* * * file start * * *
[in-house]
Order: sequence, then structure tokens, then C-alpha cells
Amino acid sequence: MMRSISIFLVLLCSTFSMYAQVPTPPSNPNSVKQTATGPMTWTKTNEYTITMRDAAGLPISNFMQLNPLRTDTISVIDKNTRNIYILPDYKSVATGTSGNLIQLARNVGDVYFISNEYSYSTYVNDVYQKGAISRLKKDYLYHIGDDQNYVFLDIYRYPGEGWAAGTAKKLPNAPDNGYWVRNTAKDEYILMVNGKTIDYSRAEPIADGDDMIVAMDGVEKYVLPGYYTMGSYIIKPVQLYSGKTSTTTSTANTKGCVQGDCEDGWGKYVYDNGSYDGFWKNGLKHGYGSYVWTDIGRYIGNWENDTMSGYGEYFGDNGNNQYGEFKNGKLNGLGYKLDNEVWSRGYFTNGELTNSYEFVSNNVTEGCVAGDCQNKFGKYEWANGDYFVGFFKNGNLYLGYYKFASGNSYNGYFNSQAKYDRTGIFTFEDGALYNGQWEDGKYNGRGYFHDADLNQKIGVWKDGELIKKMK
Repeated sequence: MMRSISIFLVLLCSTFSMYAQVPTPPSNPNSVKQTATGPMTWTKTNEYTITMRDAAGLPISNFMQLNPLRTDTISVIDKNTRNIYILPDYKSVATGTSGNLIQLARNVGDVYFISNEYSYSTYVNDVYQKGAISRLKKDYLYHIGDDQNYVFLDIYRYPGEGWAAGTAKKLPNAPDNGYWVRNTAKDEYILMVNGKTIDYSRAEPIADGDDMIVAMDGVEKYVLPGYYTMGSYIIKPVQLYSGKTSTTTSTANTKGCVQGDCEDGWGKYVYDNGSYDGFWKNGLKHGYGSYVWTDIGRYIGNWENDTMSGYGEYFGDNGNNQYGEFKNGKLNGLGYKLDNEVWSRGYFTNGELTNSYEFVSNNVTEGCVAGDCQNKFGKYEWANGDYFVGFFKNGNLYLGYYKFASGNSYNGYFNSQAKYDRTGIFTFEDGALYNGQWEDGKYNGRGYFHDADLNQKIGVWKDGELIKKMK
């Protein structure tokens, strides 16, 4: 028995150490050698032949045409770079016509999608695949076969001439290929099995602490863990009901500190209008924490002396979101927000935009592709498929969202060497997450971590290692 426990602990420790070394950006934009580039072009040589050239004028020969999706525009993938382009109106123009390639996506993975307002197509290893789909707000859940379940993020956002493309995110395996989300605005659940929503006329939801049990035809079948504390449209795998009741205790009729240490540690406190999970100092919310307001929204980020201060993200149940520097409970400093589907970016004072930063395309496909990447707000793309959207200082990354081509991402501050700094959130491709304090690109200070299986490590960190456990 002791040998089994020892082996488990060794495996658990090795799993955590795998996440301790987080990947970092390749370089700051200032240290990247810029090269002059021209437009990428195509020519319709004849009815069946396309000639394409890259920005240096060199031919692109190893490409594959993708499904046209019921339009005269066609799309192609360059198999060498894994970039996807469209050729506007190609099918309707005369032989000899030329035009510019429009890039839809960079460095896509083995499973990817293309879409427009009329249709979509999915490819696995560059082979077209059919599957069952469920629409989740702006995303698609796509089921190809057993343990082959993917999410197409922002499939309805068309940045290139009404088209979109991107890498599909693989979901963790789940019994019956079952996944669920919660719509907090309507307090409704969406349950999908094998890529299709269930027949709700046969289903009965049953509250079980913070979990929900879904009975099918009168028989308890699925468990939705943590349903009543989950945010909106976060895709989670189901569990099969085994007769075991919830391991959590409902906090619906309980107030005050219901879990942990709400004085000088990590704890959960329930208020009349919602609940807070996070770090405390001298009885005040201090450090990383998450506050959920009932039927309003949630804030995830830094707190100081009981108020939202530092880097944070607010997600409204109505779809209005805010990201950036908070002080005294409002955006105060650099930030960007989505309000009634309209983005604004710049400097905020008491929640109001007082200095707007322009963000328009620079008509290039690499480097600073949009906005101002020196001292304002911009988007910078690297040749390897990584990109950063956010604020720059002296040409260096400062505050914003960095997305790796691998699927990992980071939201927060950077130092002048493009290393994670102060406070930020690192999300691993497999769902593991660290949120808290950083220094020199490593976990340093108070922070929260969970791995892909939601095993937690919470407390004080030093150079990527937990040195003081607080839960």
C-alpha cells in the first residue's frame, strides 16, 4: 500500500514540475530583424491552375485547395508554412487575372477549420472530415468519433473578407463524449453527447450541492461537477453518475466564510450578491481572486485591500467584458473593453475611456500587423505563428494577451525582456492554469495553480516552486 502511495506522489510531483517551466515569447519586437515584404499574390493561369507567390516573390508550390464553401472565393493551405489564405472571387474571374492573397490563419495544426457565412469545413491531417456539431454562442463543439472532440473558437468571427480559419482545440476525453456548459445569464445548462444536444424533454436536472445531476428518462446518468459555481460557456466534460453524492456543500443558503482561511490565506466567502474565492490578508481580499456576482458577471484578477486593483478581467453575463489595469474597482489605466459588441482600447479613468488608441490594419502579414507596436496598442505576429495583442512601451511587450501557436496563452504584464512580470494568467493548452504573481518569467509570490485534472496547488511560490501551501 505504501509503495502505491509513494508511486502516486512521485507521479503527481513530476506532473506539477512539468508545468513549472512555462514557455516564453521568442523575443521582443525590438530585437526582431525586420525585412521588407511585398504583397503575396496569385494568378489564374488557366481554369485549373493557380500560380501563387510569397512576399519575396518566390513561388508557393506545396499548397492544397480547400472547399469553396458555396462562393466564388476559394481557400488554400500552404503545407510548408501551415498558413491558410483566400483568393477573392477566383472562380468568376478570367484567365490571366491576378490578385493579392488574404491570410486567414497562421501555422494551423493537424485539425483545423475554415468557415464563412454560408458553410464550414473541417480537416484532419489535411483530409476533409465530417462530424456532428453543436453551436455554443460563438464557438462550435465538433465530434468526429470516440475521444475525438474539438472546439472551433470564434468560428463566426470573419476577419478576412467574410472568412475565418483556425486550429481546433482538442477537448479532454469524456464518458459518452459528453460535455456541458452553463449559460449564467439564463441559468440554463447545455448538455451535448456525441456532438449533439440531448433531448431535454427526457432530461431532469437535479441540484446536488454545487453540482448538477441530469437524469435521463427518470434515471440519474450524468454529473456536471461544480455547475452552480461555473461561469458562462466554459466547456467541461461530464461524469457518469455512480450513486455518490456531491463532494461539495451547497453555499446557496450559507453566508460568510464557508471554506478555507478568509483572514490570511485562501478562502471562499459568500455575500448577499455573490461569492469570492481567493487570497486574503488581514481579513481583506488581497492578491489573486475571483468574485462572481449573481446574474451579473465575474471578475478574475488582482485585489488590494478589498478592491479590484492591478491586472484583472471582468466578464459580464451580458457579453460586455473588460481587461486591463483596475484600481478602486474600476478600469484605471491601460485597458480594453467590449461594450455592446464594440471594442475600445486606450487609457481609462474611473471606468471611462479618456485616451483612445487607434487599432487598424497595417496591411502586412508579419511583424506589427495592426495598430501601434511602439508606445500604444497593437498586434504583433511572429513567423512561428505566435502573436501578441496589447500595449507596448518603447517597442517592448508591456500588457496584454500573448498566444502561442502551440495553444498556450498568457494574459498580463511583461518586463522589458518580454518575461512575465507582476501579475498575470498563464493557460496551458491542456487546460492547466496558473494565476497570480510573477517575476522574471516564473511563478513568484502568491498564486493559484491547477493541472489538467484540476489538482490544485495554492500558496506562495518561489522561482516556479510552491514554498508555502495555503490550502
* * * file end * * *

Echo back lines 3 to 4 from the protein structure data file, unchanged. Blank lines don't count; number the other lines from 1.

Amino acid sequence: MMRSISIFLVLLCSTFSMYAQVPTPPSNPNSVKQTATGPMTWTKTNEYTITMRDAAGLPISNFMQLNPLRTDTISVIDKNTRNIYILPDYKSVATGTSGNLIQLARNVGDVYFISNEYSYSTYVNDVYQKGAISRLKKDYLYHIGDDQNYVFLDIYRYPGEGWAAGTAKKLPNAPDNGYWVRNTAKDEYILMVNGKTIDYSRAEPIADGDDMIVAMDGVEKYVLPGYYTMGSYIIKPVQLYSGKTSTTTSTANTKGCVQGDCEDGWGKYVYDNGSYDGFWKNGLKHGYGSYVWTDIGRYIGNWENDTMSGYGEYFGDNGNNQYGEFKNGKLNGLGYKLDNEVWSRGYFTNGELTNSYEFVSNNVTEGCVAGDCQNKFGKYEWANGDYFVGFFKNGNLYLGYYKFASGNSYNGYFNSQAKYDRTGIFTFEDGALYNGQWEDGKYNGRGYFHDADLNQKIGVWKDGELIKKMK
Repeated sequence: MMRSISIFLVLLCSTFSMYAQVPTPPSNPNSVKQTATGPMTWTKTNEYTITMRDAAGLPISNFMQLNPLRTDTISVIDKNTRNIYILPDYKSVATGTSGNLIQLARNVGDVYFISNEYSYSTYVNDVYQKGAISRLKKDYLYHIGDDQNYVFLDIYRYPGEGWAAGTAKKLPNAPDNGYWVRNTAKDEYILMVNGKTIDYSRAEPIADGDDMIVAMDGVEKYVLPGYYTMGSYIIKPVQLYSGKTSTTTSTANTKGCVQGDCEDGWGKYVYDNGSYDGFWKNGLKHGYGSYVWTDIGRYIGNWENDTMSGYGEYFGDNGNNQYGEFKNGKLNGLGYKLDNEVWSRGYFTNGELTNSYEFVSNNVTEGCVAGDCQNKFGKYEWANGDYFVGFFKNGNLYLGYYKFASGNSYNGYFNSQAKYDRTGIFTFEDGALYNGQWEDGKYNGRGYFHDADLNQKIGVWKDGELIKKMK